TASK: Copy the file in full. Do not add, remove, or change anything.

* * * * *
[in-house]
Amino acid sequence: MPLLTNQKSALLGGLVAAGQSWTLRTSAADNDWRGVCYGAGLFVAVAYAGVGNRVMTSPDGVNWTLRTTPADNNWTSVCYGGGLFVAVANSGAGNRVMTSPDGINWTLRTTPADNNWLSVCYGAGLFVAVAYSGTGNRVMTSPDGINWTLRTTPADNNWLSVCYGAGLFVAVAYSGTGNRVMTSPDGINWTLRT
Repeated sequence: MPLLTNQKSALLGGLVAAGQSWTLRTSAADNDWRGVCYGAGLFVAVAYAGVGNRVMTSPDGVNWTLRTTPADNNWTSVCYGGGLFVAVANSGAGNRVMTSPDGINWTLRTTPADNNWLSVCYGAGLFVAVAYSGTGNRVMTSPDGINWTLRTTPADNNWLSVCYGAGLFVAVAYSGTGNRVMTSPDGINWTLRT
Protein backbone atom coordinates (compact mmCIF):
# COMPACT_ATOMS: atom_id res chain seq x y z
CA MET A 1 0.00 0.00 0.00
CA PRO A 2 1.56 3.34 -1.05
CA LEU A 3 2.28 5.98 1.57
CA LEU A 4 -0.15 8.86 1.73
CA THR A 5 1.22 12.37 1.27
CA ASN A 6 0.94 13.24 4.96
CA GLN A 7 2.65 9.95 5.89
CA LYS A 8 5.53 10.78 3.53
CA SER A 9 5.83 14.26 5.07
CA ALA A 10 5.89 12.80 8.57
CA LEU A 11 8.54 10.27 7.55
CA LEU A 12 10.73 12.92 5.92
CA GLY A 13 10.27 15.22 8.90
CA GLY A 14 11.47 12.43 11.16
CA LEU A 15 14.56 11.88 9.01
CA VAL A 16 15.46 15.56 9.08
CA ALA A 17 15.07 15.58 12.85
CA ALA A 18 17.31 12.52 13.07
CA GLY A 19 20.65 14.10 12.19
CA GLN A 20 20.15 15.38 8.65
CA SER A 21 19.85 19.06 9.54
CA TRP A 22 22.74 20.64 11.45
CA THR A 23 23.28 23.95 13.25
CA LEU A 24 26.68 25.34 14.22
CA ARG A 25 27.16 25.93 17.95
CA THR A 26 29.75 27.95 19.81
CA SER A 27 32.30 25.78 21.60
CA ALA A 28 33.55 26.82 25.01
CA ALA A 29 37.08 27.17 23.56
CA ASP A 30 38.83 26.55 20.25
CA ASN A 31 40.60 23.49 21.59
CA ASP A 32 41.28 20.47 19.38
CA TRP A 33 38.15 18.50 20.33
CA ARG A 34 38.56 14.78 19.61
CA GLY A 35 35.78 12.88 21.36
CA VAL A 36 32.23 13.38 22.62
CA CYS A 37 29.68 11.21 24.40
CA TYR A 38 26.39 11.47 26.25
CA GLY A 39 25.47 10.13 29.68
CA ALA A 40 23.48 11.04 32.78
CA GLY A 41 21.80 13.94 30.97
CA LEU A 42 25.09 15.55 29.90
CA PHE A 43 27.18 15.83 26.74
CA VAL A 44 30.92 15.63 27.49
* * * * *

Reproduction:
[in-house]
Amino acid sequence: MPLLTNQKSALLGGLVAAGQSWTLRTSAADNDWRGVCYGAGLFVAVAYAGVGNRVMTSPDGVNWTLRTTPADNNWTSVCYGGGLFVAVANSGAGNRVMTSPDGINWTLRTTPADNNWLSVCYGAGLFVAVAYSGTGNRVMTSPDGINWTLRTTPADNNWLSVCYGAGLFVAVAYSGTGNRVMTSPDGINWTLRT
Repeated sequence: MPLLTNQKSALLGGLVAAGQSWTLRTSAADNDWRGVCYGAGLFVAVAYAGVGNRVMTSPDGVNWTLRTTPADNNWTSVCYGGGLFVAVANSGAGNRVMTSPDGINWTLRTTPADNNWLSVCYGAGLFVAVAYSGTGNRVMTSPDGINWTLRTTPADNNWLSVCYGAGLFVAVAYSGTGNRVMTSPDGINWTLRT
Protein backbone atom coordinates (compact mmCIF):
# COMPACT_ATOMS: atom_id res chain seq x y z
CA MET A 1 0.00 0.00 0.00
CA PRO A 2 1.56 3.34 -1.05
CA LEU A 3 2.28 5.98 1.57
CA LEU A 4 -0.15 8.86 1.73
CA THR A 5 1.22 12.37 1.27
CA ASN A 6 0.94 13.24 4.96
CA GLN A 7 2.65 9.95 5.89
CA LYS A 8 5.53 10.78 3.53
CA SER A 9 5.83 14.26 5.07
CA ALA A 10 5.89 12.80 8.57
CA LEU A 11 8.54 10.27 7.55
CA LEU A 12 10.73 12.92 5.92
CA GLY A 13 10.27 15.22 8.90
CA GLY A 14 11.47 12.43 11.16
CA LEU A 15 14.56 11.88 9.01
CA VAL A 16 15.46 15.56 9.08
CA ALA A 17 15.07 15.58 12.85
CA ALA A 18 17.31 12.52 13.07
CA GLY A 19 20.65 14.10 12.19
CA GLN A 20 20.15 15.38 8.65
CA SER A 21 19.85 19.06 9.54
CA TRP A 22 22.74 20.64 11.45
CA THR A 23 23.28 23.95 13.25
CA LEU A 24 26.68 25.34 14.22
CA ARG A 25 27.16 25.93 17.95
CA THR A 26 29.75 27.95 19.81
CA SER A 27 32.30 25.78 21.60
CA ALA A 28 33.55 26.82 25.01
CA ALA A 29 37.08 27.17 23.56
CA ASP A 30 38.83 26.55 20.25
CA ASN A 31 40.60 23.49 21.59
CA ASP A 32 41.28 20.47 19.38
CA TRP A 33 38.15 18.50 20.33
CA ARG A 34 38.56 14.78 19.61
CA GLY A 35 35.78 12.88 21.36
CA VAL A 36 32.23 13.38 22.62
CA CYS A 37 29.68 11.21 24.40
CA TYR A 38 26.39 11.47 26.25
CA GLY A 39 25.47 10.13 29.68
CA ALA A 40 23.48 11.04 32.78
CA GLY A 41 21.80 13.94 30.97
CA LEU A 42 25.09 15.55 29.90
CA PHE A 43 27.18 15.83 26.74
CA VAL A 44 30.92 15.63 27.49